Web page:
Various factors have been associated with the onset of psychosis. While genetics and environment can influence its development, physical health problems can also cause psychosis. Common risk factors include schizophrenia, bipolar disorder, and severe depression. The likelihood of recurrent episodes can impact personal growth.

Other known causes of psychosis include:

  • Neurological conditions like dementia, Alzheimer’s, or Parkinson’s
  • Brain injury
  • Side effects of certain medications
  • Effects of illegal drugs such as cannabis
  • Effects of withdrawal from illegal drugs or alcohol
  • Periods of severe stress or anxiety

Scientific evidence suggests that the chances of recurrence can be reduced by up to 50% with proper treatment within the first two to three years after the first psychotic break. Appropriate treatment can also prevent the long-term disability that often follows untreated cases.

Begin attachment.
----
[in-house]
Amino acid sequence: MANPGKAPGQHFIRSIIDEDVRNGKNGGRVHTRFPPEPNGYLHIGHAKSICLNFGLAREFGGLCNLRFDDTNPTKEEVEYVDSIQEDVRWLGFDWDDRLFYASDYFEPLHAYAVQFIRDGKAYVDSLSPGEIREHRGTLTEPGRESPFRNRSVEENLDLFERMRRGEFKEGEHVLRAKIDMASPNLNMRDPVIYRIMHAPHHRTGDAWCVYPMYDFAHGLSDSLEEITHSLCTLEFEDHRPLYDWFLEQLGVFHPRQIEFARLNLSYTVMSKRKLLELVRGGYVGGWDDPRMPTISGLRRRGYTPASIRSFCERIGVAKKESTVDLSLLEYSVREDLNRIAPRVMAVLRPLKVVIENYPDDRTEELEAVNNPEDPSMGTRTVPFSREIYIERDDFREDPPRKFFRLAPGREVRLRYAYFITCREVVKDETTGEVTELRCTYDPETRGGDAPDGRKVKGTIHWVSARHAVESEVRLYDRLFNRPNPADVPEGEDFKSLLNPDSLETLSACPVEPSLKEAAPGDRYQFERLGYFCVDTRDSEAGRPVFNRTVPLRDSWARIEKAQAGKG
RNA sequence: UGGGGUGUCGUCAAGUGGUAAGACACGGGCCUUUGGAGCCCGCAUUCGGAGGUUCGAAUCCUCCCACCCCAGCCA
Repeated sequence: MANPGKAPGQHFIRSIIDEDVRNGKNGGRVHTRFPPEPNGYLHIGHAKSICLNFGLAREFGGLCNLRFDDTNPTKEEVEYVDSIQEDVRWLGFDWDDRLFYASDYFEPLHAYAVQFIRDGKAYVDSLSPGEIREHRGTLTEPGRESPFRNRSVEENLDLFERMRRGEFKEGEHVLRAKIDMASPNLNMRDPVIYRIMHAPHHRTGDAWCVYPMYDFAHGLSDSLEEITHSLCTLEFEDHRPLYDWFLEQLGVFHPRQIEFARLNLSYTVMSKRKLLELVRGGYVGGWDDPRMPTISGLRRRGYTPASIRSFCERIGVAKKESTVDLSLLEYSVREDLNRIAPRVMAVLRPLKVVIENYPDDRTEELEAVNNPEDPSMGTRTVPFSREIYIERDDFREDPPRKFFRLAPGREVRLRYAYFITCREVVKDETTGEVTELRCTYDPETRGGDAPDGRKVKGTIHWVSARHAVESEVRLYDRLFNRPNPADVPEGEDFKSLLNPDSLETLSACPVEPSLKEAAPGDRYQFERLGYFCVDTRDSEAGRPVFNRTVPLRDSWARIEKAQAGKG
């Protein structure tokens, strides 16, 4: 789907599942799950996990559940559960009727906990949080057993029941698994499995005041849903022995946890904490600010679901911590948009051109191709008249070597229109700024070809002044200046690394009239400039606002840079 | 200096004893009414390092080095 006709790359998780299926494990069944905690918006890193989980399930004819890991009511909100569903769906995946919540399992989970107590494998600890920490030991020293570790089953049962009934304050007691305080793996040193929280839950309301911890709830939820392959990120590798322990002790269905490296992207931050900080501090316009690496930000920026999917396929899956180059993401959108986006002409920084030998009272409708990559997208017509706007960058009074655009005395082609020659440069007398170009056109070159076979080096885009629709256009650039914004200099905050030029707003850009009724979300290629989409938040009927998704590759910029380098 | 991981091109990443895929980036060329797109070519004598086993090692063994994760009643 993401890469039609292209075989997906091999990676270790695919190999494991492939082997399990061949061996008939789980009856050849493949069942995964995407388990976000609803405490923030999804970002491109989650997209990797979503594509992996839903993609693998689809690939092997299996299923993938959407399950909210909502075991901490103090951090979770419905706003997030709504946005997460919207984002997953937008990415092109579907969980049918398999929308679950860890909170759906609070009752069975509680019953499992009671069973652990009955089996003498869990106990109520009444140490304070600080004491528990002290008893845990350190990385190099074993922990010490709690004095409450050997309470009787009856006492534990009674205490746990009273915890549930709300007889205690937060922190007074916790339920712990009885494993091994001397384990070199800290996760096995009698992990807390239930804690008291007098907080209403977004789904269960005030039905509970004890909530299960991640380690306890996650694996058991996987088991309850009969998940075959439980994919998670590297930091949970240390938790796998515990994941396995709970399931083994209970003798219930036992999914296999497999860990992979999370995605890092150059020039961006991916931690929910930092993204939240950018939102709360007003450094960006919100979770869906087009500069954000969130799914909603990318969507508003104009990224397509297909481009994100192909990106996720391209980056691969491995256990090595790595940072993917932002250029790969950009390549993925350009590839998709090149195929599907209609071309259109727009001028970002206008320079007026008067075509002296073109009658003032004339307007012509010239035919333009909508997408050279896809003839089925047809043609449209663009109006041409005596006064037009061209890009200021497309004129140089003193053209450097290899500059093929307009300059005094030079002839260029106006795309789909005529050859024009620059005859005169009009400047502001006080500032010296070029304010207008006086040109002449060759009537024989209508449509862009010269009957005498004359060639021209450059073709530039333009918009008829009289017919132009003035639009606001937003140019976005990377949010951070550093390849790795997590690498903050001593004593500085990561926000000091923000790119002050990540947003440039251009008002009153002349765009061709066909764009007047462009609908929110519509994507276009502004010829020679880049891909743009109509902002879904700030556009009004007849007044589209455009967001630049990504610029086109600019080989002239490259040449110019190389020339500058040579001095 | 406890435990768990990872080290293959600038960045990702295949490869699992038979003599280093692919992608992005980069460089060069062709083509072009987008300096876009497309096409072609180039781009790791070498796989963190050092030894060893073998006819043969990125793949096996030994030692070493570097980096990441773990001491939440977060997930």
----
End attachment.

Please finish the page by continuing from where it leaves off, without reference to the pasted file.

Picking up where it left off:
Postpartum Psychosis

After giving birth, experiencing symptoms of psychosis is known as postpartum psychosis or puerperal psychosis. It is rare but typically occurs suddenly within two weeks of delivery.

Doctors consider postpartum psychosis a medical emergency and prioritize prompt treatment to prevent progression to more complex mental health issues.

Common symptoms of postpartum psychosis include:

  • Hallucinations or excessive worries
  • Rapid speech
  • Rapid thoughts
  • Signs of depression
  • Confusion
  • Suspicion

Treatment of Psychosis

Psychosis requires a coordinated effort known as Coordinated Specialty Care to facilitate recovery. This intervention involves a multidisciplinary approach managed by a team of professionals who work with patients and their families to:

  • Taper anti-psychotic medication doses
  • Provide cognitive behavioral therapy for psychosis
  • Offer family education and support
  • Facilitate vocational rehabilitation
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Past treatment practices involved high medication doses without medical or therapeutic follow-ups. However, contemporary psychosis treatment aims to help individuals manage symptoms and prevent future episodes.

A team approach: A psychiatrist will oversee the medication to ensure maximum benefit with minimal interference and side effects. Strategies for stress prevention and management are essential, as stressful situations can trigger relapses. The support of family and friends is crucial to ensure consistent attendance of medical appointments and proper nutrition, enhancing the effectiveness of medication treatment.